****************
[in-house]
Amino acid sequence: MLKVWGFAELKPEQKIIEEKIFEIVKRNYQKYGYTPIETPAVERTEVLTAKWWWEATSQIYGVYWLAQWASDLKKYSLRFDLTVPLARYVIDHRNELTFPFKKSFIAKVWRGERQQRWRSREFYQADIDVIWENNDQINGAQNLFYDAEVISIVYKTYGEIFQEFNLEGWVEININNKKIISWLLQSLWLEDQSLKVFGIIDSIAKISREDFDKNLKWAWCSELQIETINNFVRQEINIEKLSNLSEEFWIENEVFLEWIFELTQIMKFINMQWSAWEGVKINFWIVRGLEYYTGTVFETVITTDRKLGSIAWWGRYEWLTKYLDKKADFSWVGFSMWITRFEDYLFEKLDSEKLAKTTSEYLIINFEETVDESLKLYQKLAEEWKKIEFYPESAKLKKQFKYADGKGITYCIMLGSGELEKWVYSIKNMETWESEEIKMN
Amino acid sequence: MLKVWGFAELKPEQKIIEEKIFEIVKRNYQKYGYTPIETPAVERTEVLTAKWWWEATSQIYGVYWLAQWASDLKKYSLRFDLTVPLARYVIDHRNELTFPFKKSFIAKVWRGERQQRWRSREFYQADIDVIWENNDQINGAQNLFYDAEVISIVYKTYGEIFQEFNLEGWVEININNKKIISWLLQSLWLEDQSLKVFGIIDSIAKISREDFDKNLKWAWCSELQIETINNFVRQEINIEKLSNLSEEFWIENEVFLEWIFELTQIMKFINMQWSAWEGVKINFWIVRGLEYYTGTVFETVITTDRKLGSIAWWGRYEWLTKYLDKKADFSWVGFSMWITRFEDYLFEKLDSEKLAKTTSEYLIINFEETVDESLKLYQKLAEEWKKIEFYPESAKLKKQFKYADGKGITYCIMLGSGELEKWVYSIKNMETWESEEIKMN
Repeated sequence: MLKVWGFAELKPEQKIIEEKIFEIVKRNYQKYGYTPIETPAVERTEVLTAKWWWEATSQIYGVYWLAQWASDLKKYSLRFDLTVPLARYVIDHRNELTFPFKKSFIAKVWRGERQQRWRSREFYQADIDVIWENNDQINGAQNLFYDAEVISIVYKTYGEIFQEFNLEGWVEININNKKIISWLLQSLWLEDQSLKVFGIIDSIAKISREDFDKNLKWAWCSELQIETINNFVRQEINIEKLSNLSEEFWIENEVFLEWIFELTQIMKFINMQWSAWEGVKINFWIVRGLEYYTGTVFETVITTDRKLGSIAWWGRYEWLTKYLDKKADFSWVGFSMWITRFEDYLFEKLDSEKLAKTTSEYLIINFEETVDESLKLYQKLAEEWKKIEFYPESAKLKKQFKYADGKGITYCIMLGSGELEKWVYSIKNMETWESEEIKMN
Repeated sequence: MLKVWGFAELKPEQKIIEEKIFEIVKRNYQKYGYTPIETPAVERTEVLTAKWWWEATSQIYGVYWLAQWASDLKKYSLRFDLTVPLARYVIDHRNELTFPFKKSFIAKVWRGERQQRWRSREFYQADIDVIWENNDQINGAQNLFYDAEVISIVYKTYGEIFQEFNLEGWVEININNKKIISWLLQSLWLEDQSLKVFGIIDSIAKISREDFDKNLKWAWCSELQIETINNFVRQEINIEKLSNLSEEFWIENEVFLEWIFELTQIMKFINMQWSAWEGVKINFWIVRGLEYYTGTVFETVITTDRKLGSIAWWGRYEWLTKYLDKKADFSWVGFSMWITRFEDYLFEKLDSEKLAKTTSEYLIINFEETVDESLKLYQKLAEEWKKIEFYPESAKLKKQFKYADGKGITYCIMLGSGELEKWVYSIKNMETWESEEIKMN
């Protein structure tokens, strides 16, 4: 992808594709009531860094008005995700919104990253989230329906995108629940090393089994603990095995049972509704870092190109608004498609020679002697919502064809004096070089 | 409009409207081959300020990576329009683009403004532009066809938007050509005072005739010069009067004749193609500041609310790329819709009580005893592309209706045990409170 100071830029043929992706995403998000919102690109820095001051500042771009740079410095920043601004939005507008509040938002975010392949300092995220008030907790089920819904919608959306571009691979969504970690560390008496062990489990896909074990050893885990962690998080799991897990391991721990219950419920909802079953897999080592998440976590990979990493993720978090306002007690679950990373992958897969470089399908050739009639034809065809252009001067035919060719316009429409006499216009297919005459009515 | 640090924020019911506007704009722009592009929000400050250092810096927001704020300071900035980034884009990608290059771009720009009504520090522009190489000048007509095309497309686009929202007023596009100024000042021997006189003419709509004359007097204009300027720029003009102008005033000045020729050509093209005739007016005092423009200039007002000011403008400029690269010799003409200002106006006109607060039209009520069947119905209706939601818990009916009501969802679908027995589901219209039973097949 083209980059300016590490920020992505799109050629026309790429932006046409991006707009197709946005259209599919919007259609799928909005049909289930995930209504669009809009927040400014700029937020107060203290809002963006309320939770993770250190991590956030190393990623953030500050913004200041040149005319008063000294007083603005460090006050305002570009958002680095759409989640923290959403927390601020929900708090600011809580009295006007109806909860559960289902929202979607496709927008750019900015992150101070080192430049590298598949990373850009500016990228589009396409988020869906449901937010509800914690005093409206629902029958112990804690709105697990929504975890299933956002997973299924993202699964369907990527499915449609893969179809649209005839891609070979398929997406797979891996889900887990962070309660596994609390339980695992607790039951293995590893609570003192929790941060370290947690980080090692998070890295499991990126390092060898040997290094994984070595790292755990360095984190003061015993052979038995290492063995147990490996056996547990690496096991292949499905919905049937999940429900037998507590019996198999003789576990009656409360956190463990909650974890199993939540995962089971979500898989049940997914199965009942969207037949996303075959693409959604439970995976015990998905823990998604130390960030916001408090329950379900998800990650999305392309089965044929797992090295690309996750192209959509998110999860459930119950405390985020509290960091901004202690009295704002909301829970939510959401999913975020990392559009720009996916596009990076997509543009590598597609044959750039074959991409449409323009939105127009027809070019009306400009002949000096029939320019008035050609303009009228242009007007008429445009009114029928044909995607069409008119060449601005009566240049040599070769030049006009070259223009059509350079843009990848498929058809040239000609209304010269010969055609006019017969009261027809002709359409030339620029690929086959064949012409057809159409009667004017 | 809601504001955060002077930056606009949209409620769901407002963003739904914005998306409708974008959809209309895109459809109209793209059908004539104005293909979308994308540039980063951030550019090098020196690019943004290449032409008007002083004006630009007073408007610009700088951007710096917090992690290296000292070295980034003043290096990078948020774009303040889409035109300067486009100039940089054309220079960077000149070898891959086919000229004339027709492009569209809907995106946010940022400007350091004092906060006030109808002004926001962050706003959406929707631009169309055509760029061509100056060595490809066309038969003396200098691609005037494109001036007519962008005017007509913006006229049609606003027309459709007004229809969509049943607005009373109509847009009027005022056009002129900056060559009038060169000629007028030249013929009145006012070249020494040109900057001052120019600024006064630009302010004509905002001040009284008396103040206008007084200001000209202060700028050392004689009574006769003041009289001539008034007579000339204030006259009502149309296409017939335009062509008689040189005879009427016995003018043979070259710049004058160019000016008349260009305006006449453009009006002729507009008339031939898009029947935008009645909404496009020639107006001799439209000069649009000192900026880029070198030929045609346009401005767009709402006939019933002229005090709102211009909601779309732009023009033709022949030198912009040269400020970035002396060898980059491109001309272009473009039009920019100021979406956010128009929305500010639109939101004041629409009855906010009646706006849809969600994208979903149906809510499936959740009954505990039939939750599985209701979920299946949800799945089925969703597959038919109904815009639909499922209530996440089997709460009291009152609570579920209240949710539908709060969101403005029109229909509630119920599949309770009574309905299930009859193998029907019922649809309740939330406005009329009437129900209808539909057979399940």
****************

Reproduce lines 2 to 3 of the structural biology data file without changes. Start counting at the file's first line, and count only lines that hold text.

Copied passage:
Amino acid sequence: MLKVWGFAELKPEQKIIEEKIFEIVKRNYQKYGYTPIETPAVERTEVLTAKWWWEATSQIYGVYWLAQWASDLKKYSLRFDLTVPLARYVIDHRNELTFPFKKSFIAKVWRGERQQRWRSREFYQADIDVIWENNDQINGAQNLFYDAEVISIVYKTYGEIFQEFNLEGWVEININNKKIISWLLQSLWLEDQSLKVFGIIDSIAKISREDFDKNLKWAWCSELQIETINNFVRQEINIEKLSNLSEEFWIENEVFLEWIFELTQIMKFINMQWSAWEGVKINFWIVRGLEYYTGTVFETVITTDRKLGSIAWWGRYEWLTKYLDKKADFSWVGFSMWITRFEDYLFEKLDSEKLAKTTSEYLIINFEETVDESLKLYQKLAEEWKKIEFYPESAKLKKQFKYADGKGITYCIMLGSGELEKWVYSIKNMETWESEEIKMN
Amino acid sequence: MLKVWGFAELKPEQKIIEEKIFEIVKRNYQKYGYTPIETPAVERTEVLTAKWWWEATSQIYGVYWLAQWASDLKKYSLRFDLTVPLARYVIDHRNELTFPFKKSFIAKVWRGERQQRWRSREFYQADIDVIWENNDQINGAQNLFYDAEVISIVYKTYGEIFQEFNLEGWVEININNKKIISWLLQSLWLEDQSLKVFGIIDSIAKISREDFDKNLKWAWCSELQIETINNFVRQEINIEKLSNLSEEFWIENEVFLEWIFELTQIMKFINMQWSAWEGVKINFWIVRGLEYYTGTVFETVITTDRKLGSIAWWGRYEWLTKYLDKKADFSWVGFSMWITRFEDYLFEKLDSEKLAKTTSEYLIINFEETVDESLKLYQKLAEEWKKIEFYPESAKLKKQFKYADGKGITYCIMLGSGELEKWVYSIKNMETWESEEIKMN